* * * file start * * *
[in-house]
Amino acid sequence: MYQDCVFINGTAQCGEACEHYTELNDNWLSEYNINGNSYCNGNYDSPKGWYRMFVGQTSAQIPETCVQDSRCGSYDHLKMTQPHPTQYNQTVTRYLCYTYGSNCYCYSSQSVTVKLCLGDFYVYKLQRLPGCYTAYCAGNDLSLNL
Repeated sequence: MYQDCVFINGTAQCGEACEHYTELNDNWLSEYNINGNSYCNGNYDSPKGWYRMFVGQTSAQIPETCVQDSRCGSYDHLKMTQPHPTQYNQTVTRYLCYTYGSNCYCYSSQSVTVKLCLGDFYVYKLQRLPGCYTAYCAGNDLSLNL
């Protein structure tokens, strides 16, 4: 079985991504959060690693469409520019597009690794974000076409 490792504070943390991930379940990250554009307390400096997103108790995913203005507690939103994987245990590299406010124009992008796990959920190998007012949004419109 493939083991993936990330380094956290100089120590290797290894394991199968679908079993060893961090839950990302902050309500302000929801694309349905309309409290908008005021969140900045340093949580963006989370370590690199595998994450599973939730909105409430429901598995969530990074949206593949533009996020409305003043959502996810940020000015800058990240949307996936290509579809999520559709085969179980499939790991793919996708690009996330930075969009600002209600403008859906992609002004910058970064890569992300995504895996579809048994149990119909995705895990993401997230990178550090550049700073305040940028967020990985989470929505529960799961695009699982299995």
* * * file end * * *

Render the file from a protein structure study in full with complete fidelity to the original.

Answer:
[in-house]
Amino acid sequence: MYQDCVFINGTAQCGEACEHYTELNDNWLSEYNINGNSYCNGNYDSPKGWYRMFVGQTSAQIPETCVQDSRCGSYDHLKMTQPHPTQYNQTVTRYLCYTYGSNCYCYSSQSVTVKLCLGDFYVYKLQRLPGCYTAYCAGNDLSLNL
Repeated sequence: MYQDCVFINGTAQCGEACEHYTELNDNWLSEYNINGNSYCNGNYDSPKGWYRMFVGQTSAQIPETCVQDSRCGSYDHLKMTQPHPTQYNQTVTRYLCYTYGSNCYCYSSQSVTVKLCLGDFYVYKLQRLPGCYTAYCAGNDLSLNL
């Protein structure tokens, strides 16, 4: 079985991504959060690693469409520019597009690794974000076409 490792504070943390991930379940990250554009307390400096997103108790995913203005507690939103994987245990590299406010124009992008796990959920190998007012949004419109 493939083991993936990330380094956290100089120590290797290894394991199968679908079993060893961090839950990302902050309500302000929801694309349905309309409290908008005021969140900045340093949580963006989370370590690199595998994450599973939730909105409430429901598995969530990074949206593949533009996020409305003043959502996810940020000015800058990240949307996936290509579809999520559709085969179980499939790991793919996708690009996330930075969009600002209600403008859906992609002004910058970064890569992300995504895996579809048994149990119909995705895990993401997230990178550090550049700073305040940028967020990985989470929505529960799961695009699982299995």